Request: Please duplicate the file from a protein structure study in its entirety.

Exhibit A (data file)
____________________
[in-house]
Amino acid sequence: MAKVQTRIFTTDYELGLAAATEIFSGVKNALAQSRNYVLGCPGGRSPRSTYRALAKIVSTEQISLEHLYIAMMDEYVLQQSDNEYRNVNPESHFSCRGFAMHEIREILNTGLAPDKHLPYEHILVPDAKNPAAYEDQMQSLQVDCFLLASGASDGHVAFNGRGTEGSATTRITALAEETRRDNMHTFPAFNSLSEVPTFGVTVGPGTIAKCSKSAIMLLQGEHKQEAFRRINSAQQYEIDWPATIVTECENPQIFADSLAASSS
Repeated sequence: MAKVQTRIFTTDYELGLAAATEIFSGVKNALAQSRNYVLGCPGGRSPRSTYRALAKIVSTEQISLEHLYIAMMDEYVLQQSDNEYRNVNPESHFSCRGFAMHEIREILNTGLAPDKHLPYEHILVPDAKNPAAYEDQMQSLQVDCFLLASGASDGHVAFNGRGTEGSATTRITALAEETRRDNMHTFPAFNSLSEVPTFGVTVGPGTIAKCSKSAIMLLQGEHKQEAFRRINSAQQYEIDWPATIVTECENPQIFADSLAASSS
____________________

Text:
[in-house]
Amino acid sequence: MAKVQTRIFTTDYELGLAAATEIFSGVKNALAQSRNYVLGCPGGRSPRSTYRALAKIVSTEQISLEHLYIAMMDEYVLQQSDNEYRNVNPESHFSCRGFAMHEIREILNTGLAPDKHLPYEHILVPDAKNPAAYEDQMQSLQVDCFLLASGASDGHVAFNGRGTEGSATTRITALAEETRRDNMHTFPAFNSLSEVPTFGVTVGPGTIAKCSKSAIMLLQGEHKQEAFRRINSAQQYEIDWPATIVTECENPQIFADSLAASSS
Repeated sequence: MAKVQTRIFTTDYELGLAAATEIFSGVKNALAQSRNYVLGCPGGRSPRSTYRALAKIVSTEQISLEHLYIAMMDEYVLQQSDNEYRNVNPESHFSCRGFAMHEIREILNTGLAPDKHLPYEHILVPDAKNPAAYEDQMQSLQVDCFLLASGASDGHVAFNGRGTEGSATTRITALAEETRRDNMHTFPAFNSLSEVPTFGVTVGPGTIAKCSKSAIMLLQGEHKQEAFRRINSAQQYEIDWPATIVTECENPQIFADSLAASSS